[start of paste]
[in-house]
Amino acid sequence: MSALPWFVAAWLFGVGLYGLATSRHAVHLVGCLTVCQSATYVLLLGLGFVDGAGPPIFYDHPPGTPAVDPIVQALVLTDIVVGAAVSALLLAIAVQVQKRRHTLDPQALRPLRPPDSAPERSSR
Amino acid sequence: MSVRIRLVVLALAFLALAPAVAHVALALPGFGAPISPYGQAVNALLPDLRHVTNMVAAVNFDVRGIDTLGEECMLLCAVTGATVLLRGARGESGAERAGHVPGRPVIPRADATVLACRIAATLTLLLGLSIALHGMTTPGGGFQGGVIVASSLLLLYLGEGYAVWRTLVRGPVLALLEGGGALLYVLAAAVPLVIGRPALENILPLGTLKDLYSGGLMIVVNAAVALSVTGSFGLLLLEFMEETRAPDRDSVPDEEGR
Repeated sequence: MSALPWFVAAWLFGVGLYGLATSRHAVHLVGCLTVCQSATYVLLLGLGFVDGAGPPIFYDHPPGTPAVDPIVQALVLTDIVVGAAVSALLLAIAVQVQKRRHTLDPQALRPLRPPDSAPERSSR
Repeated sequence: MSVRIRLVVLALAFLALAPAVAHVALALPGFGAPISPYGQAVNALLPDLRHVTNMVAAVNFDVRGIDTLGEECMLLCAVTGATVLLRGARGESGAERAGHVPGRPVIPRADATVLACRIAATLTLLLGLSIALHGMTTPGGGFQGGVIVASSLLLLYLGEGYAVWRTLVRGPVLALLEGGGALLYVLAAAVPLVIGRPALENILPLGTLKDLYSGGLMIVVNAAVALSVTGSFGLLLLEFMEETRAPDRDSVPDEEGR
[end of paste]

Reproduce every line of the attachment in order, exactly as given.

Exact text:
[in-house]
Amino acid sequence: MSALPWFVAAWLFGVGLYGLATSRHAVHLVGCLTVCQSATYVLLLGLGFVDGAGPPIFYDHPPGTPAVDPIVQALVLTDIVVGAAVSALLLAIAVQVQKRRHTLDPQALRPLRPPDSAPERSSR
Amino acid sequence: MSVRIRLVVLALAFLALAPAVAHVALALPGFGAPISPYGQAVNALLPDLRHVTNMVAAVNFDVRGIDTLGEECMLLCAVTGATVLLRGARGESGAERAGHVPGRPVIPRADATVLACRIAATLTLLLGLSIALHGMTTPGGGFQGGVIVASSLLLLYLGEGYAVWRTLVRGPVLALLEGGGALLYVLAAAVPLVIGRPALENILPLGTLKDLYSGGLMIVVNAAVALSVTGSFGLLLLEFMEETRAPDRDSVPDEEGR
Repeated sequence: MSALPWFVAAWLFGVGLYGLATSRHAVHLVGCLTVCQSATYVLLLGLGFVDGAGPPIFYDHPPGTPAVDPIVQALVLTDIVVGAAVSALLLAIAVQVQKRRHTLDPQALRPLRPPDSAPERSSR
Repeated sequence: MSVRIRLVVLALAFLALAPAVAHVALALPGFGAPISPYGQAVNALLPDLRHVTNMVAAVNFDVRGIDTLGEECMLLCAVTGATVLLRGARGESGAERAGHVPGRPVIPRADATVLACRIAATLTLLLGLSIALHGMTTPGGGFQGGVIVASSLLLLYLGEGYAVWRTLVRGPVLALLEGGGALLYVLAAAVPLVIGRPALENILPLGTLKDLYSGGLMIVVNAAVALSVTGSFGLLLLEFMEETRAPDRDSVPDEEGR